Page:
So from both a human and a technical perspective, developers in the big data space found that they need to cut their coat according to their cloth. In most use cases, using some kind of database is the best approach. For example, even though Dat looks like a file system to its users, it relies on LevelDB, an open source database platform, for its core operations. However, the important point is that the choice of database should depend on the data that needs to be managed, not on the developer’s preferences.
Choosing the right tools for the job
Although each use case may be different, there are still some general rules we can establish about the kinds of databases that are best (or worst) suited to dealing with large scientific or other research datasets. For example, it’s interesting to note that when Ogden first started working on the Dat Project, he didn’t pick a traditional relational database—he chose Apache CouchDB™, a JSON document store with strong offline capabilities.
One likely reason for choosing a non-relational database is that when you are dealing with extremely varied datasets, where one record has very different attributes from the next, a relational database is probably not going to be an optimal way of storing the data. A relational schema would need a huge number of columns or tables to capture data for all the possible record types, and if a new type of record should be introduced, you would have to extend the whole schema to capture the new data properly.
By contrast, a NoSQL database like open source CouchDB or a fully managed alternative like IBM Compose for MongoDB or IBM Cloudant doesn’t require individual records to comply with a fixed schema. Each record has its own special attributes, none of which need to be shared by any other record. This unlocks an enormous amount of flexibility for storing different types of data while retaining traditional database advantages such as the ability to retrieve, aggregate, and update records by querying their attributes.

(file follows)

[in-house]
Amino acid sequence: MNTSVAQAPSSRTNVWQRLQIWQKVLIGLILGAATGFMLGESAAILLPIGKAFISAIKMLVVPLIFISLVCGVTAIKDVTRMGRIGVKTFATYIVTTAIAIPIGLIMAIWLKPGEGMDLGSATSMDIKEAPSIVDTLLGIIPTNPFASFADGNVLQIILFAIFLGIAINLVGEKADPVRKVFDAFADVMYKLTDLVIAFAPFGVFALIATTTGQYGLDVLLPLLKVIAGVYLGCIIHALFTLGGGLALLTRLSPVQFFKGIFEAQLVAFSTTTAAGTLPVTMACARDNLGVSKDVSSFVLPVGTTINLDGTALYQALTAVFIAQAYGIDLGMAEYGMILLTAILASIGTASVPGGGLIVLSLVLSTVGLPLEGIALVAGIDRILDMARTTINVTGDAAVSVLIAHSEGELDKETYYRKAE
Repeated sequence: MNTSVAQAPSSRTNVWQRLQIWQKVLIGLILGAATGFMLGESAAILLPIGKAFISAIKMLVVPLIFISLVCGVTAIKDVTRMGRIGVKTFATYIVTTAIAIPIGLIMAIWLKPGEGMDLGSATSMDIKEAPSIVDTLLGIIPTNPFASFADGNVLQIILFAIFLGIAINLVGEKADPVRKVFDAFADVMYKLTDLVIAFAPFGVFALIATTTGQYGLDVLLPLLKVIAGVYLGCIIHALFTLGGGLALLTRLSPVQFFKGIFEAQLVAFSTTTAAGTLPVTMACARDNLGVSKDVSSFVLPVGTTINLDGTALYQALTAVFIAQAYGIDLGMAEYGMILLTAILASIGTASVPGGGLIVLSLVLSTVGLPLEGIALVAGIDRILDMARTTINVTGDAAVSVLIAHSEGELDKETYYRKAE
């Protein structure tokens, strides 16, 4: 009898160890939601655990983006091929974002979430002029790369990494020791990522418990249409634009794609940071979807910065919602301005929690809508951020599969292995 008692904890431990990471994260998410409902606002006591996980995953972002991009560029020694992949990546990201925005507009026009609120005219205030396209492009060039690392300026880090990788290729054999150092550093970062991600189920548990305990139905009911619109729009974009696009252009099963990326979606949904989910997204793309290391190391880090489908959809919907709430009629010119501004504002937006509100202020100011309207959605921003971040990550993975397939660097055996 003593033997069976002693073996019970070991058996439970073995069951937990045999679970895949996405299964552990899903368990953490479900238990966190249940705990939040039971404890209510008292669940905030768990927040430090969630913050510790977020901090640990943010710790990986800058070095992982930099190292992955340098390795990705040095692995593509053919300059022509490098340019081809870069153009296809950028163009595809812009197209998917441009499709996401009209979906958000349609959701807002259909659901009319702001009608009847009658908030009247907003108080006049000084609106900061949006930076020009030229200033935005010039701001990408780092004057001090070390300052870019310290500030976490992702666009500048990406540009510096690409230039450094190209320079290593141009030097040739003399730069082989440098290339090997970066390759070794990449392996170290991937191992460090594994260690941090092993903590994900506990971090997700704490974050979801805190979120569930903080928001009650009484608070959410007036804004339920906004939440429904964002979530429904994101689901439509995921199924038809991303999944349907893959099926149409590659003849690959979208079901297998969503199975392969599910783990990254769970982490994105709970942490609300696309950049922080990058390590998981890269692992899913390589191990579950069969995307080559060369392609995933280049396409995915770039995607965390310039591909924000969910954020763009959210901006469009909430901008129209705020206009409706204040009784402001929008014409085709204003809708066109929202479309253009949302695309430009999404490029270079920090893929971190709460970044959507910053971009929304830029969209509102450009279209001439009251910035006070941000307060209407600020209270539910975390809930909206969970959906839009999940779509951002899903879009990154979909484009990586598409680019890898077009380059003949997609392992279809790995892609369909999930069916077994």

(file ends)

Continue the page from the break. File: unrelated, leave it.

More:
A second useful characteristic of IBM Cloudant and CouchDB in particular is their ability to sync data easily between offline and online repositories. When data scientists are running analysis on the kinds of huge datasets that Dat manages, performance considerations mean that it’s important to have a local copy of the data to work on, rather than having to continuously fetch it from across a network.
So your solution should adopt “offline-first” principles: the user should be able to do the vast majority of their work on their local device, without any need for a persistent internet connection. And whenever a connection is available, it should be easy to replicate with an online repository to get the data back in sync.
In the case of the Dat Project, this offline-first capability works much like a combination of Git and BitTorrent—the files are simply downloaded locally. But if you have a use case where you want to use a more database-like approach instead, the ability to run a local instance of the database on your own machine and seamlessly sync it with a central repository is a great advantage.
Looking to the cloud
Having a database that is hosted and managed in the cloud is a big plus. In many cases, neither data scientists nor developers are experts in database administration. When you are aiming at building a solution that has both the robust elegance desired by software engineers and the flexibility required by data scientists, you don’t need to worry about database and infrastructure issues as well. Cloud data services take that complexity out of your hands and focus on developing the applications and algorithms you need.
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To learn more about Max’s work with the Dat Project, the serious artistic mission behind his cat photo database, and the challenges of building new services for open data, listen to the full New Builders podcast episode, “All Dat and More.”
For more stories from The New Builders podcast, find us on SoundCloud, IBM developerWorks TV and on iTunes and Google Play. Please send your thoughts, feedback and guest ideas in the comments.